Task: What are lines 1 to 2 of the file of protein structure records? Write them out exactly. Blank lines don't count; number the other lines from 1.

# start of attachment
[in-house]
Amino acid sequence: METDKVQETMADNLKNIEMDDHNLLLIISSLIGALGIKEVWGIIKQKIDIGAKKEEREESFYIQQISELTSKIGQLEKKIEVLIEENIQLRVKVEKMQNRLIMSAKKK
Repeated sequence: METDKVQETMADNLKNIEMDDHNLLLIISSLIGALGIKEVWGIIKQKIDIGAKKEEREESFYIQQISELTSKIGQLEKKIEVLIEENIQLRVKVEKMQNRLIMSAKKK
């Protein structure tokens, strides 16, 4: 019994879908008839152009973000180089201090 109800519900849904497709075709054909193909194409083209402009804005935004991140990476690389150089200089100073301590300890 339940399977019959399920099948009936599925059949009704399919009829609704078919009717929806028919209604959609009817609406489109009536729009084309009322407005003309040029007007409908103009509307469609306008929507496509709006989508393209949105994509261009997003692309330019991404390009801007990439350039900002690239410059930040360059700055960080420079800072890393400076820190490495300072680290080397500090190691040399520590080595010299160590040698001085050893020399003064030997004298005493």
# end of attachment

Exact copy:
[in-house]
Amino acid sequence: METDKVQETMADNLKNIEMDDHNLLLIISSLIGALGIKEVWGIIKQKIDIGAKKEEREESFYIQQISELTSKIGQLEKKIEVLIEENIQLRVKVEKMQNRLIMSAKKK